This is my update for Monday, February 8th. First of all, I do want to express my condolences to the family of Republicban Congressman Ron Wright, who passed away yesterday at the age of sixty-seven after being hospitalized for COVID-19.
Mr. Wright is the first sitting member of Congress to pass away after testing positive for COVID, he was high-risk as he had also been diagnosed with lung cancer in June 2019. A special election will be held to fill the late Mr. Wright’s vacant seat. So this is going to be a big week in Congress, House committees will be working on their sections of the relief bill, and the Senate will be starting Trump’s impeachment trial.
The reconciliation package needs to go through a total of nine committees before it will be sent back to the Budget committee to be combined into a single bill that’s ready for a vote on the House floor. So tomorrow will be the Education and Labor committee; Wednesday will be Transportation and Infrastructure, Financial Services, and Agriculture; Thursday will be Small Business, Veterans Affairs, and Energy and Commerce; and then Friday will be Oversight and Reform.
The Ways and Means committee will be working on this from Wednesday to Friday, Ways and Means is the oldest committee in Congress, and they’ll have more work to do than any of the other eight committees I mentioned. At the end of this week, as I said it will be up to the Budget committee to mark up the whole thing and combine the work of all those other committees into one bill.
Finally, the Rules committee will set up a vote on the floor, and once they hold a floor vote the stimulus package will have made it through the House. Remember Democrats want to have this ready by mid-March, the current set of extra unemployment benefits stops going out after March 13th, so the timeline is critical for them at this point.
And again all that committee work starts tomorrow so stay tuned for more Congressional updates as this bill slowly makes its way through the House. Now there have been a few overtures toward bipartisanship during this process, for example Biden met with some Republican Senators last week to negotiate a relief bill they could agree on, but if you’ve been following these updates over the last week you’ve probably noticed a trend moving more toward party lines and away from a bipartisan vote despite Biden’s original intentions.
Politico published an interview with a White House official today who said “It’s going to be very difficult for Republican lawmakers to look their constituents in the eyes and try to explain why they voted against giving them $1,400 checks, why they voted against reopening schools, and why they voted against speeding up vaccinations.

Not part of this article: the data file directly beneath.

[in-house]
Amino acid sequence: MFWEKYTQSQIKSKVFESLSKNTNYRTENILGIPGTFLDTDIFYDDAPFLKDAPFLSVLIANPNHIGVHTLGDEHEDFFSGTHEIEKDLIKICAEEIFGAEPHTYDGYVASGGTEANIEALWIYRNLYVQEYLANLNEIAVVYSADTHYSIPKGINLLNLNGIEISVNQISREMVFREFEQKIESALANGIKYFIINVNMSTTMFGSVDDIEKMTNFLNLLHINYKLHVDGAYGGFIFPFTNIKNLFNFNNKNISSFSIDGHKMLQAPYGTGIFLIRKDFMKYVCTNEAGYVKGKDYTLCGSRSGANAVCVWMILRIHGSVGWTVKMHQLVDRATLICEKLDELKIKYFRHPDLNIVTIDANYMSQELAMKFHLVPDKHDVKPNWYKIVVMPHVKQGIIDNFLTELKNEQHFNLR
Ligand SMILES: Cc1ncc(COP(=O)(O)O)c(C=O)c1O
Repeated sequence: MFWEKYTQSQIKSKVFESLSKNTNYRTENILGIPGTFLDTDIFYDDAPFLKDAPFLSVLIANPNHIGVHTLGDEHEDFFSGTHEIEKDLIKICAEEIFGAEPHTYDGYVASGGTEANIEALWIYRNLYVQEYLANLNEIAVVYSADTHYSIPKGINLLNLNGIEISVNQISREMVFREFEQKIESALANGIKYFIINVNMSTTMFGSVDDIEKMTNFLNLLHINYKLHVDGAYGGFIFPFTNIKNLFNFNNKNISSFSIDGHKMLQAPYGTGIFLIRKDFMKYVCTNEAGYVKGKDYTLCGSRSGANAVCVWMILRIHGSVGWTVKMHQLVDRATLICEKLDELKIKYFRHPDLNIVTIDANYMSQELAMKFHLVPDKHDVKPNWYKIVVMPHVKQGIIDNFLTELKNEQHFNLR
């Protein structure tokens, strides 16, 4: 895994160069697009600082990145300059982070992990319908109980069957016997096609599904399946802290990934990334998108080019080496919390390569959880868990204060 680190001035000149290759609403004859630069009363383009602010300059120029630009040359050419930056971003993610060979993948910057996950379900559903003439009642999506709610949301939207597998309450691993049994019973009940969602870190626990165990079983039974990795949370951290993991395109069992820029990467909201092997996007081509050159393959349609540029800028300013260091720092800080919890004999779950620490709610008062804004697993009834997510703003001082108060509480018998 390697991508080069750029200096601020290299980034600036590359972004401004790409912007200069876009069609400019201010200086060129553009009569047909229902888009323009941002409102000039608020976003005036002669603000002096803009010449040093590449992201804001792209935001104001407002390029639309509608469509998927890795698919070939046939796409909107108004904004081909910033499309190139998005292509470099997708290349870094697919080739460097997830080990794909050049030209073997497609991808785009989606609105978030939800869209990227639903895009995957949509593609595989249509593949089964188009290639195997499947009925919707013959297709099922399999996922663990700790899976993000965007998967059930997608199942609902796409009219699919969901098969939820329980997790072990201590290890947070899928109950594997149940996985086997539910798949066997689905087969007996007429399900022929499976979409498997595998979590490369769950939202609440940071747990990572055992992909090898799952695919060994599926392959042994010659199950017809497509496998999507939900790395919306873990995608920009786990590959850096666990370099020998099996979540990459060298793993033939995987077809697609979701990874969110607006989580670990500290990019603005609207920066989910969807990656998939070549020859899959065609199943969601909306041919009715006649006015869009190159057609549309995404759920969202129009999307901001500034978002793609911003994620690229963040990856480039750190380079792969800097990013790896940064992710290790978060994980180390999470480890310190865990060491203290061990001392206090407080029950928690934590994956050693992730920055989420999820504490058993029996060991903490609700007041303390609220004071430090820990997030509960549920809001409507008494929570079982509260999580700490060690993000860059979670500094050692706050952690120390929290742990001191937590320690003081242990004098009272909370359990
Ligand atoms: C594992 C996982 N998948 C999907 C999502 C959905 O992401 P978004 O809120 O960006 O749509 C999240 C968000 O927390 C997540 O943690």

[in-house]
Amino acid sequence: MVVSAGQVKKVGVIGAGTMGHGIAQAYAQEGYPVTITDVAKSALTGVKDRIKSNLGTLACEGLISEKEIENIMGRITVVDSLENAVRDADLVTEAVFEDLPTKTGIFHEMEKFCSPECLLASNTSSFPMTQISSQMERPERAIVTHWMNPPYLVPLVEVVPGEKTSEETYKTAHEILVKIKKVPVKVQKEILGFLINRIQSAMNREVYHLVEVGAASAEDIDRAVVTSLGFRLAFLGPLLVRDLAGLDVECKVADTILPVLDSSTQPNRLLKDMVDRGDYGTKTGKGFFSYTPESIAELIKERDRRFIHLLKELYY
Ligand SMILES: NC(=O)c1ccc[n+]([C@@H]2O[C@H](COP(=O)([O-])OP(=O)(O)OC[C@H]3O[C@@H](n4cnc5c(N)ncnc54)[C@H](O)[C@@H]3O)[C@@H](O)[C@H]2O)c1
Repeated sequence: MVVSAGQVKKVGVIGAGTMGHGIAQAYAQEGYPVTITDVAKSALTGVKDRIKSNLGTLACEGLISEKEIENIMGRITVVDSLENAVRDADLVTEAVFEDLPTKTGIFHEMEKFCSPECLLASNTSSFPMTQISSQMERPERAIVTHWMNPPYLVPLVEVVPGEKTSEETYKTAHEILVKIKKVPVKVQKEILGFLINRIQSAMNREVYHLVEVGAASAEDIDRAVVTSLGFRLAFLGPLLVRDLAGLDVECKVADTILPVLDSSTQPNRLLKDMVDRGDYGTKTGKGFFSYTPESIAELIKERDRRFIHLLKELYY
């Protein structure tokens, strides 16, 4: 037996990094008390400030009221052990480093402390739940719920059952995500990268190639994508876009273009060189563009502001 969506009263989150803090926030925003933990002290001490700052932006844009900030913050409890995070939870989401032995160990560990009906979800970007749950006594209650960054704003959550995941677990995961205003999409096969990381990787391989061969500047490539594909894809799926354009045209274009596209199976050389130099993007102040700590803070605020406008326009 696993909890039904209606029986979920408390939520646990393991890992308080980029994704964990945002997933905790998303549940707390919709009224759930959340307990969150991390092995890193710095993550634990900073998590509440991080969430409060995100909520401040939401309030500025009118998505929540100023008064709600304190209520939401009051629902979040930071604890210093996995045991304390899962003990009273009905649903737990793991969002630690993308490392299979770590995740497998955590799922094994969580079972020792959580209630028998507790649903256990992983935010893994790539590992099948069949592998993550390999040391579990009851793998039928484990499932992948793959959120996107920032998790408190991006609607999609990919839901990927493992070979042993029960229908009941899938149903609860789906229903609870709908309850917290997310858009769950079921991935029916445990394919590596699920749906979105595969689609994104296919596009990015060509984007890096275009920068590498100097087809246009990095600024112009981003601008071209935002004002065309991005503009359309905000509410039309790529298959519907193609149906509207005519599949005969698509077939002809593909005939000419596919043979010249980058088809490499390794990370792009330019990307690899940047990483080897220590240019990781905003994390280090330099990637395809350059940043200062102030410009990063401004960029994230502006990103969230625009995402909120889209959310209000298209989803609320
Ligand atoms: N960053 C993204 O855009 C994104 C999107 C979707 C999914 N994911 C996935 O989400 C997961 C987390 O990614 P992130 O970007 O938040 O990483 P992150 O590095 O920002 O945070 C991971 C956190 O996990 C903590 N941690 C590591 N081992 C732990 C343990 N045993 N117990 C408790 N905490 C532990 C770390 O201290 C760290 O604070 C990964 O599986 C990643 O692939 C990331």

We’re going to keep making the case about why this package matters and Republicans on the Hill are going to have to decide whether or not they’re going to listen to their voters.” So it’s looking like the Democrats are ready to go on the offensive, pass something on their own, and try to appeal to the voters in that way rather than making this about bipartisanship.
There’s a lot of public pressure on Republicans on some of these points, for example a Quinnipiac poll from last week found that 78 percent of Americans support $1,400 stimulus checks vs just 18 percent in opposition, 61 percent support raising the federal minimum wage to $15 per hour, and 68 percent support the full $1.9 trillion stimulus proposal.
So instead of looking to the Republicans and trying to get them onboard, Democrats look at those numbers and think hey, what we’re doing is popular, if Republicans want to stand against it then they’re the ones taking a political risk. Of course, things are never that simple in politics, and just because people like the idea of a stimulus now doesn’t mean that Biden will maintain that popularity into 2022 or even throughout 2021.
Public opinion is everything here, especially with the Senate going into midterm elections at a 50-50 tie, which is why Biden has already had fourteen administration officials give interviews on podcasts, radio shows, and TV shows to explain the stimulus and respond to some of the concerns people might have over their plan.
And their hope is that Republicans will see the polls and come to the table, maybe not with the $600 billion plan that was thrown around last week but something closer to the $1.9 trillion that Biden wants to push through Congress over the next few weeks. For example I mentioned Janet Yellen on CNN yesterday, she was discussing the stimulus with Jake Tapper, and that’s something I would expect to see a lot more of over the next few weeks as Biden’s team tries to make their case to the public.
So the stimulus story is going to be heating up this week with committees working on their sections of the bill, kind of a slow news day today at least as far as stimulus goes because we’re just waiting for this all to be discussed in committee.